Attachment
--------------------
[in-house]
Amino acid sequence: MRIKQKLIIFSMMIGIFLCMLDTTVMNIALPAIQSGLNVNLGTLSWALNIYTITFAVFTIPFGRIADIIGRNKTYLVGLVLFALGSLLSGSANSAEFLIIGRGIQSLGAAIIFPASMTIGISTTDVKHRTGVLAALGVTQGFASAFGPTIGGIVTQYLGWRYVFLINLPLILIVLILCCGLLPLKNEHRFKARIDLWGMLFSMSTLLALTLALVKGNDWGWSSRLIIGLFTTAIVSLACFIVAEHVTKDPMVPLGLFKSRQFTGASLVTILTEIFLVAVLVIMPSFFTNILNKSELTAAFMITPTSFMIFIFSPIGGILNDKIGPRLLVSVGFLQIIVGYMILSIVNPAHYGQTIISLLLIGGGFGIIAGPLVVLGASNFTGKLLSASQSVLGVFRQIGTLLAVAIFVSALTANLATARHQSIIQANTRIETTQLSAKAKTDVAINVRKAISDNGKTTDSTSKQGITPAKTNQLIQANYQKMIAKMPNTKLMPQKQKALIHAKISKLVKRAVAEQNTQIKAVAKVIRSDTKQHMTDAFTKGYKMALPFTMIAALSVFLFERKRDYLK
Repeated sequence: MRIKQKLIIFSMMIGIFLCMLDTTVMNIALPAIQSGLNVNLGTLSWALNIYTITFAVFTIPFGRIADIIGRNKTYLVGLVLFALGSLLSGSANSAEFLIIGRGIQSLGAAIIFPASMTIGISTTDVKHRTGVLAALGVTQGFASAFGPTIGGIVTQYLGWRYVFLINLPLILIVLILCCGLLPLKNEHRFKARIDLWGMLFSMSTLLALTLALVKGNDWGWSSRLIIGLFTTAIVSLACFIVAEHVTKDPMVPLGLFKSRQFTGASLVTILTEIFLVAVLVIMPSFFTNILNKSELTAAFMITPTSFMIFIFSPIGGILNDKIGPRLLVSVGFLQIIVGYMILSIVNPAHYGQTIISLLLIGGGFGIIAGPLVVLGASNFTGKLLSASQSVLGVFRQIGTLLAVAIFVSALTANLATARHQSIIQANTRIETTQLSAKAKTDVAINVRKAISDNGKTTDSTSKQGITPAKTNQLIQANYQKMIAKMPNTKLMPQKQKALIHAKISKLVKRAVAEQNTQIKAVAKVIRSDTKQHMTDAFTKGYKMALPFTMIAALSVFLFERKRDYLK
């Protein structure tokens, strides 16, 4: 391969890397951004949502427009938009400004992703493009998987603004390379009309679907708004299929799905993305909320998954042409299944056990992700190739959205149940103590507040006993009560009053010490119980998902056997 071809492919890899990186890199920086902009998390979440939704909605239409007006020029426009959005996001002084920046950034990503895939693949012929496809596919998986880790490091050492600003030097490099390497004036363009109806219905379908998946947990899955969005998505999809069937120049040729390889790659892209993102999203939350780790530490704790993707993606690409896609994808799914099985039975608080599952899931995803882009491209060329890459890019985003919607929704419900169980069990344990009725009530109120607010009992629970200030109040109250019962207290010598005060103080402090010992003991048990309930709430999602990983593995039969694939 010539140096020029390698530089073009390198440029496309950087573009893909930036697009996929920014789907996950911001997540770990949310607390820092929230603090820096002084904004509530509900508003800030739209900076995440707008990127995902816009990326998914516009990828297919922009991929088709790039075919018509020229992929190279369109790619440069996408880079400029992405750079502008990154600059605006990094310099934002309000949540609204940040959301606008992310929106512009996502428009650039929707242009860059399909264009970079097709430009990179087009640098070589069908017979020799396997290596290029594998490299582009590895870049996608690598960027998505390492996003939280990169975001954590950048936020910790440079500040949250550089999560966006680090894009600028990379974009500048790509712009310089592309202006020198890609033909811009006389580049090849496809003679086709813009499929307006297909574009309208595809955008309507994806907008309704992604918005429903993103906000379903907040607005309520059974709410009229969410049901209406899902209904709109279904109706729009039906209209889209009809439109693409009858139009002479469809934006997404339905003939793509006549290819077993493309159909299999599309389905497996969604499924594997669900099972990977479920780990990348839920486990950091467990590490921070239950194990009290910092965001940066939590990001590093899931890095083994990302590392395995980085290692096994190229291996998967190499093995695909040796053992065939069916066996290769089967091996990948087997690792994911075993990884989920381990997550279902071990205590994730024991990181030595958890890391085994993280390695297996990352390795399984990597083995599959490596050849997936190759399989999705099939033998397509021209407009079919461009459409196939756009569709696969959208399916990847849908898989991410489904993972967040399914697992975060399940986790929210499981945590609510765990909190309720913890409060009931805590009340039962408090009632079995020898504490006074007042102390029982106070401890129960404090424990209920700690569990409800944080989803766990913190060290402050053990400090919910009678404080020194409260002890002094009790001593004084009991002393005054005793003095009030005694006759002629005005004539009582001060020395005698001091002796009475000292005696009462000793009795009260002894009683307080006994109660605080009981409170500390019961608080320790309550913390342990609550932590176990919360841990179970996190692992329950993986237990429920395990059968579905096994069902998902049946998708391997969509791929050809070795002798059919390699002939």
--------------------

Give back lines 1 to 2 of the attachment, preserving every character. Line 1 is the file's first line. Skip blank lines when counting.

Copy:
[in-house]
Amino acid sequence: MRIKQKLIIFSMMIGIFLCMLDTTVMNIALPAIQSGLNVNLGTLSWALNIYTITFAVFTIPFGRIADIIGRNKTYLVGLVLFALGSLLSGSANSAEFLIIGRGIQSLGAAIIFPASMTIGISTTDVKHRTGVLAALGVTQGFASAFGPTIGGIVTQYLGWRYVFLINLPLILIVLILCCGLLPLKNEHRFKARIDLWGMLFSMSTLLALTLALVKGNDWGWSSRLIIGLFTTAIVSLACFIVAEHVTKDPMVPLGLFKSRQFTGASLVTILTEIFLVAVLVIMPSFFTNILNKSELTAAFMITPTSFMIFIFSPIGGILNDKIGPRLLVSVGFLQIIVGYMILSIVNPAHYGQTIISLLLIGGGFGIIAGPLVVLGASNFTGKLLSASQSVLGVFRQIGTLLAVAIFVSALTANLATARHQSIIQANTRIETTQLSAKAKTDVAINVRKAISDNGKTTDSTSKQGITPAKTNQLIQANYQKMIAKMPNTKLMPQKQKALIHAKISKLVKRAVAEQNTQIKAVAKVIRSDTKQHMTDAFTKGYKMALPFTMIAALSVFLFERKRDYLK